The Race for America: Blackness, Belonging, and Empire in the Transamerican Nineteenth Century
Boutelle, Russell Joseph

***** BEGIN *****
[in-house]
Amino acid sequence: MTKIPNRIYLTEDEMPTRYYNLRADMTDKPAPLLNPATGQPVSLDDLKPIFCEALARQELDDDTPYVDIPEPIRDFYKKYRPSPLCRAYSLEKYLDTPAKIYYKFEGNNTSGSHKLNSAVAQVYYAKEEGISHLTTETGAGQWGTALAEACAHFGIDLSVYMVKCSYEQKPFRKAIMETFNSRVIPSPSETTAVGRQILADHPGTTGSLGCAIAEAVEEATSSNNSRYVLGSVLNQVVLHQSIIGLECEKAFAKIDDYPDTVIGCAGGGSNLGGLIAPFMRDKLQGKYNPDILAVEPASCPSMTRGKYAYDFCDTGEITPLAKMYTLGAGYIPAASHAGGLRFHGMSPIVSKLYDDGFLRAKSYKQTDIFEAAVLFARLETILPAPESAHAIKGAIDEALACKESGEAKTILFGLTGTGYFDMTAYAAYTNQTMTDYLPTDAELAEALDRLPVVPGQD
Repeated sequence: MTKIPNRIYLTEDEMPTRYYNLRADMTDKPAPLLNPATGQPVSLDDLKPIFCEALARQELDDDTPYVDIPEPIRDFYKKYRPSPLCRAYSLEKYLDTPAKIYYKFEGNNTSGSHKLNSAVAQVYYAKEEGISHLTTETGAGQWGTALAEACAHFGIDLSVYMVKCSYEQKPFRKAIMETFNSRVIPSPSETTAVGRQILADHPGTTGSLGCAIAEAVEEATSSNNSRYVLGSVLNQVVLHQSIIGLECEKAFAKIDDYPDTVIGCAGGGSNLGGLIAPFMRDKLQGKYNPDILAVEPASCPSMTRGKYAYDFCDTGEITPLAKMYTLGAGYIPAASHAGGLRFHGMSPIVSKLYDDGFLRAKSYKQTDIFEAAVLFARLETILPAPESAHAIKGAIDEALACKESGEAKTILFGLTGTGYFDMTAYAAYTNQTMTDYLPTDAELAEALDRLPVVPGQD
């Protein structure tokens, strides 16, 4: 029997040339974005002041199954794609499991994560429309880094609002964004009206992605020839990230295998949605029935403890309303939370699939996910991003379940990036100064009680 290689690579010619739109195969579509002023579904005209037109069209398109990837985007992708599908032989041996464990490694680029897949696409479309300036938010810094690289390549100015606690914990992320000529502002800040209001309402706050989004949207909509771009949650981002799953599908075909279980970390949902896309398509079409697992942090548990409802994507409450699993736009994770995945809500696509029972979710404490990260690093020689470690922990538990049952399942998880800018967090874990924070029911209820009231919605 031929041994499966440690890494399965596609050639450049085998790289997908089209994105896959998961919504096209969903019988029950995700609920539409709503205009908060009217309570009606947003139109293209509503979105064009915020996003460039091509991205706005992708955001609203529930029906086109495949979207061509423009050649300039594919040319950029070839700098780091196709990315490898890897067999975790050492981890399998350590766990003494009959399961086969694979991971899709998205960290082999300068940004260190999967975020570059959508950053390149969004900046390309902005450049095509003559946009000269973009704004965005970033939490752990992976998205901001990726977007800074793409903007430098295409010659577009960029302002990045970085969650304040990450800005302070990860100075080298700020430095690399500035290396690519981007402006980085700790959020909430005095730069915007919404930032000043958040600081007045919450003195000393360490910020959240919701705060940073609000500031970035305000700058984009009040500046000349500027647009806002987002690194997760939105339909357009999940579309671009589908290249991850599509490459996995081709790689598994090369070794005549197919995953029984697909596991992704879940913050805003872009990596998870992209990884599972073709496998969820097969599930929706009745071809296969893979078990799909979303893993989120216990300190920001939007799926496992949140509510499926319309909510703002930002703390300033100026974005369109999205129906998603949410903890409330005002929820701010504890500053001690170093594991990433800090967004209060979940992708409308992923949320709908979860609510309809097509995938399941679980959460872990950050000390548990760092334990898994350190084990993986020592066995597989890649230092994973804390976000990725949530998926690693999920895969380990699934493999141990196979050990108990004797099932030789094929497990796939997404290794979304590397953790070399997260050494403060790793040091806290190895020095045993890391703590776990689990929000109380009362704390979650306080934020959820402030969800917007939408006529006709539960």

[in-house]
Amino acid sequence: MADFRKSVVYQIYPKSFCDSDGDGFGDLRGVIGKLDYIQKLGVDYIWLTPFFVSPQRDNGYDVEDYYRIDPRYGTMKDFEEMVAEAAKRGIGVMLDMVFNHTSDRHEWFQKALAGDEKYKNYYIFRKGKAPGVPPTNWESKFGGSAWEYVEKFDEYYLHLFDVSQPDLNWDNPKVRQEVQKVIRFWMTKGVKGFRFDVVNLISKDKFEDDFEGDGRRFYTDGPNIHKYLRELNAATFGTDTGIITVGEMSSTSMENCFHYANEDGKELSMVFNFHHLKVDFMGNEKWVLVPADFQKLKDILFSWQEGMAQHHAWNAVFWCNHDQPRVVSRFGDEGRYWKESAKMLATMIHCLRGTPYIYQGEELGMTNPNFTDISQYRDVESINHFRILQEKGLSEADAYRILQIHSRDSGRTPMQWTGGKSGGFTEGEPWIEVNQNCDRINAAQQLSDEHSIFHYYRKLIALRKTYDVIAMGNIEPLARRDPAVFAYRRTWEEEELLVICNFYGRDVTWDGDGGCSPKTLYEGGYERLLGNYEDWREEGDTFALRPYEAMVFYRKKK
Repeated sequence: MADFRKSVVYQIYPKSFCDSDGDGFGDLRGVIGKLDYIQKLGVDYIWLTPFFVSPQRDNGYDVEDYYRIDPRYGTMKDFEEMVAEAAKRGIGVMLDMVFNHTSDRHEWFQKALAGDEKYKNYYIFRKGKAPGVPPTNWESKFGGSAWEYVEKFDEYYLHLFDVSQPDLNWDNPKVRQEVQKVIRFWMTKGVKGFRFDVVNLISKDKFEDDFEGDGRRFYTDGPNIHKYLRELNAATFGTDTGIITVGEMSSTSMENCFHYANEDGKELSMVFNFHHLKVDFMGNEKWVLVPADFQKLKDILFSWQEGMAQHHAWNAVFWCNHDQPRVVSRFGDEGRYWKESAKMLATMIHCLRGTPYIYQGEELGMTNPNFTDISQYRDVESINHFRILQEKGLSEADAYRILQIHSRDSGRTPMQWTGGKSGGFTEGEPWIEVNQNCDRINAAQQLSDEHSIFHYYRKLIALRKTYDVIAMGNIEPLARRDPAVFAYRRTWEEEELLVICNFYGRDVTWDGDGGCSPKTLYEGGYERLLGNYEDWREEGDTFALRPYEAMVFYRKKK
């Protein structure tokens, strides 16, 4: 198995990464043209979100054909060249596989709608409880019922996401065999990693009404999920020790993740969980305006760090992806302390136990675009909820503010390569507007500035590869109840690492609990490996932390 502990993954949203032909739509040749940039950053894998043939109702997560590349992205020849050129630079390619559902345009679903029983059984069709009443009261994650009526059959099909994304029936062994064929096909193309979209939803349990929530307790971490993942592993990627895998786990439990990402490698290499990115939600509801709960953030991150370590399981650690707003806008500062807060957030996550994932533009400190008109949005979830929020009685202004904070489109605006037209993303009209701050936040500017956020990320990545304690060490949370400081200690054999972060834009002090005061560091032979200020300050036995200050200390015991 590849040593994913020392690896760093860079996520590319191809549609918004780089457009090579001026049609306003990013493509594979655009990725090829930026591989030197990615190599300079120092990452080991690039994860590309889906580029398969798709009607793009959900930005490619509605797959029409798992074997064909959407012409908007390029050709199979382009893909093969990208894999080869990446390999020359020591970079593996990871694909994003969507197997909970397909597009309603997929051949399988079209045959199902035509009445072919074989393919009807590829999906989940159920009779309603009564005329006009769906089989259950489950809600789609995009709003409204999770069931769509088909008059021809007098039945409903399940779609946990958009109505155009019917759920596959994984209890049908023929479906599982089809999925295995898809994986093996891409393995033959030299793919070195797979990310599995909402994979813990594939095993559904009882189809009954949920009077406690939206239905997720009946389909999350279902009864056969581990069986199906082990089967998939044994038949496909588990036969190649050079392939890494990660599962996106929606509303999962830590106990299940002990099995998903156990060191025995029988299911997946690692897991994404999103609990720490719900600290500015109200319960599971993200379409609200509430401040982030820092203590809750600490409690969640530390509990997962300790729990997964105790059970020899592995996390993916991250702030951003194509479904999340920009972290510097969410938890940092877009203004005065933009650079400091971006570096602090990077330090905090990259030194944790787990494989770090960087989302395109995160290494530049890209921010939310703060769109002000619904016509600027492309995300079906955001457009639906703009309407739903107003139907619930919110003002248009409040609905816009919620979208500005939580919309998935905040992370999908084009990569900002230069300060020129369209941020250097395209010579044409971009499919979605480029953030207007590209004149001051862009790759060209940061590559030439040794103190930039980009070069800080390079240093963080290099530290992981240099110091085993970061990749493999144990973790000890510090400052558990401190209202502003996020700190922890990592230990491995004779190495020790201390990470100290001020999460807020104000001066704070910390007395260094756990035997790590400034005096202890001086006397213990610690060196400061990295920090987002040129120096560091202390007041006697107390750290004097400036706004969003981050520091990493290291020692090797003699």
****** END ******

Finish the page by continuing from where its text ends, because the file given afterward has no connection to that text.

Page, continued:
Drawing on writings from the US, Cuba, Trinidad, Venezuela, Nicaragua, and Liberia, my dissertation examines how ideas and experiences of racial categorization changed as Black individuals voluntarily crossed national borders in unprecedented numbers. I argue that race more broadly and Blackness in particular help chart the geopolitical formation of the Americas in two important ways. First, these terms index how fiction and nonfiction writings about Black migration normalized the exclusion of Black bodies from national geographies. Through narrative appeals to History (writ large), the texts I examine underwrote the idea that the Americas were destined to be the dominion of a transnational “white” race. Secondly, by reading racialized bodies through multiple, locally-defined definitions of Blackness, The Race for America illuminates how the collisions of contradictory racial epistemologies provided migratory people of color with opportunities to redefine their identities. Taking advantage of more slippery and capacious racial categories in the Caribbean or West Africa, many African Americans who left the USA secured political subjectivity for themselves where it was otherwise inaccessible. By shifting between local and transnational definitions of Blackness, The Race for America reveals how more flexible understandings of race can unravel the narratives of USAmerican exceptionalism, and provide critics with new tools for theorizing the hemisphere’s development.